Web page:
Work on Notre Dame halted and schools shut as toxic lead found near stricken monument
Reconstruction suspended amid fears about 400 tonnes of lead melted in cathedral fire
The fire that nearly destroyed Notre Dame cathedral on April 15th melted 400 tonnes of lead in the steeple and roof. Photograph: Philippe Wojazer/Reuters
Reconstruction work on Notre Dame cathedral has been suspended and two schools have been shut down after high concentrations of lead were discovered in the vicinity of the stricken monument.
The fire that nearly destroyed the 850-year-old cathedral on April 15th melted 400 tonnes of lead in the steeple and roof. Some fell into the transept, but large amounts were transformed into dust that was carried west by the wind.
Authorities at the regional health agency ARS and Paris town hall have attempted to minimise the threat to public health, but the investigative website Mediapart, Le Monde newspaper and particularly the Robin des Bois environmental group, warn of a looming public health disaster.
Robin des Bois filed a lawsuit “against X” in the Paris high court on July 26th for “endangering the lives of others, failure to assist persons in danger and criminal negligence in informing the population”. A procedure “against X” allows civil plaintiffs to sue culprits whose precise identity is not known.
Jacky Bonnemains, the director of Robin des Bois, told France Info radio: “Behind this X, we are targeting all involved . . . the Paris town hall, the town halls of the fourth, fifth and sixth districts, but also the ARS.”
‘Hundreds of tonnes’
Bonnemains accuses authorities of having known on the night of the fire that “hundreds of tonnes of lead were being reduced to dust”. Had officials warned “onlookers, tourists, journalists and residents who watched from open windows” they could have taken precautions, he adds.
Up to 1.3 million micrograms of lead per square metre have been found in samples collected next to the cathedral. Across the Seine and within sight of the burned-out structure, 28,400 micrograms per square metre were found at the Saint-Michel fountain, which is still swarming with tourists.
The RER commuter train station at Saint-Michel was shut for several days in late June when sticky lead residue, believed to have been carried on the soles of passengers’ shoes, was found on a passageway. The station was scrubbed down and reopened.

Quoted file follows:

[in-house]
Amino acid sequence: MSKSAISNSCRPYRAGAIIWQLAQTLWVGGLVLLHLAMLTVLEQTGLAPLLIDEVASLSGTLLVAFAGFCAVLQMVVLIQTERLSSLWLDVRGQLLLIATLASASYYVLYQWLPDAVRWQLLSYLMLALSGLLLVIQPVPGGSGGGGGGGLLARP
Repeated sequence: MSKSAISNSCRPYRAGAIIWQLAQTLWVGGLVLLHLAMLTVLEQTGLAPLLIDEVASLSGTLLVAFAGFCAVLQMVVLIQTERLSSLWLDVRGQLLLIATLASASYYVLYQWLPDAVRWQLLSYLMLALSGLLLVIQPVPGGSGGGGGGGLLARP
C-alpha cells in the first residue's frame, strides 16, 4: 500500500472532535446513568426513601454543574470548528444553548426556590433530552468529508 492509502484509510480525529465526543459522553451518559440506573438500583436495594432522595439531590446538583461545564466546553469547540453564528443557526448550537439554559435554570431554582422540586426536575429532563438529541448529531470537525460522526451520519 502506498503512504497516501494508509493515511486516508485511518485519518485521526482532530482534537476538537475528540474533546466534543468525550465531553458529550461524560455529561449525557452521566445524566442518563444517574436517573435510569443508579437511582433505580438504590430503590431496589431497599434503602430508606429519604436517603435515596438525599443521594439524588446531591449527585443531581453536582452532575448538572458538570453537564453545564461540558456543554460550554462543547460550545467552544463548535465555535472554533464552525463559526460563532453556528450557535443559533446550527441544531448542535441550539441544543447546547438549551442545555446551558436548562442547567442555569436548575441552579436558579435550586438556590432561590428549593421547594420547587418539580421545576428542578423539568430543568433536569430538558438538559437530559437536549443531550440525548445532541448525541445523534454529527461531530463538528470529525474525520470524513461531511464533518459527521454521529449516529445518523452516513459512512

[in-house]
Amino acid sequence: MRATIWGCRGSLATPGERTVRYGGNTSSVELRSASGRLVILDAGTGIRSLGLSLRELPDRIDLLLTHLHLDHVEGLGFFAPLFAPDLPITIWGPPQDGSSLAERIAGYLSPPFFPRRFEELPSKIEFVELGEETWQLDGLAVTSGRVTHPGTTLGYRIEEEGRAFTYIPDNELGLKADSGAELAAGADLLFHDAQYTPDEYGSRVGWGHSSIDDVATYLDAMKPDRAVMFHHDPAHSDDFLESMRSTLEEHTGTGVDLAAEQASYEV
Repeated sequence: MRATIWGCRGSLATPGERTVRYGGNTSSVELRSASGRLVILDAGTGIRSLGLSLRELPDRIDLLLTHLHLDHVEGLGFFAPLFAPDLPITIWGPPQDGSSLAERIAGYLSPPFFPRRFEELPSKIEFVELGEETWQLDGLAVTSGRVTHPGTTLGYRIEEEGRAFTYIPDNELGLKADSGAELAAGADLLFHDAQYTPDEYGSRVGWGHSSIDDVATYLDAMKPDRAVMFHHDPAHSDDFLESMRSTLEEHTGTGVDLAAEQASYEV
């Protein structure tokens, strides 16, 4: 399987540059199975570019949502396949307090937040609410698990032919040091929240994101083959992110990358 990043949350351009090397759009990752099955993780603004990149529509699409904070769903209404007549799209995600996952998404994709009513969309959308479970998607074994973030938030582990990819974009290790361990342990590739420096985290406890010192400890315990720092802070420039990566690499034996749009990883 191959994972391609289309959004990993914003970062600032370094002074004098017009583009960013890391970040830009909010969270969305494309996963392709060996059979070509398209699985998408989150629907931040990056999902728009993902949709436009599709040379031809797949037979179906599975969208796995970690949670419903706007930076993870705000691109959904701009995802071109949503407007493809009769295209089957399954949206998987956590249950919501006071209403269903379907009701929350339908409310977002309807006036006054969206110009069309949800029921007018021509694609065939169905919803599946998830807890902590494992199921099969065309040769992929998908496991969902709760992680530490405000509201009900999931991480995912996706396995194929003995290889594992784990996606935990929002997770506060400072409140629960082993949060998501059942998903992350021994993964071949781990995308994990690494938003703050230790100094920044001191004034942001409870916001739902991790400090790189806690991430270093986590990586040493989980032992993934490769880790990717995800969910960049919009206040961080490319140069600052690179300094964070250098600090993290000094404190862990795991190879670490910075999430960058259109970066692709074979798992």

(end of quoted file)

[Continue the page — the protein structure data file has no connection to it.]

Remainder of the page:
Standards established before the Notre Dame fire said lead should not surpass 1,000 micrograms per square metre indoors, and that 5,000 micrograms was “normal background pollution level” for Paris streets. A study in 2017 of 102 samples from across the capital found an average outdoor level of 1,346 micrograms per square metre.
The World Health Organisation says: “There is no concentration of lead in the blood that is not dangerous.”
Annie Thébaud-Monny, a public health expert at the national health institute Inserm, told Le Monde: “The levels found are gigantic. They are comparable to what one sees at battery or appliance recycling plants. They show massive contamination which will obviously claim victims.”
Thébaud-Monny accuses Paris town hall of “criminal lies” and says its minimisation of the danger is catastrophic. “Necessary precautions were not taken. There must be medical follow-up, for life, because, as with asbestos, cancers can appear 10, 20 or 30 years later.”
Exposure to lead, by inhaling or ingestion through the mouth, can cause cancer, damage kidneys and reproductive organs and disrupt the digestive tract and nervous system. At the end of April, the Paris prefecture told residents near Notre Dame to “clean their home or office with damp clothes” to remove dust from the fire. The ARS later told them not to chew fingernails and to “wash frequently children’s toys and other objects they might put in their mouths”.
Pregnant women and children under the age of seven on the Ile de la Cité have been advised to have their blood tested for lead poisoning, “as a precaution”.
The Paris town hall announced on July 26th that it was closing a nursery school and an elementary school used for summer leisure activities in the rue Saint-Benoit, in Saint-Germain des Prés, about 2km from Notre Dame. Samples showed 7,000 micrograms of lead per square metre in one of the school courtyards. Levels were normal inside the classrooms, the town hall emphasised.
Michel Cadot, the prefect of Paris, announced on July 25th that he was stopping reconstruction work at Notre Dame at least through the end of this week, based on a report from work inspectors. Precautions were “not uniformly followed and decontamination installations were insufficient”.
Press photographs since the catastrophe show some workmen wearing helmets, masks, gloves and hazardous materials suits. Others wear suits but no gloves or masks. Mediapart claims the ministry of culture vetoed a plan to have men in full protective gear decontaminate the esplanade in front of the cathedral for fear it would terrify passersby.
Street-sweepers and shopkeepers, tourists and local residents have no protection. The firemen’s union wrote to ARS on May 13th demanding to know what measures were taken to decontaminate fire engines that went to the site, and the firemen themselves. They are still waiting for a reply.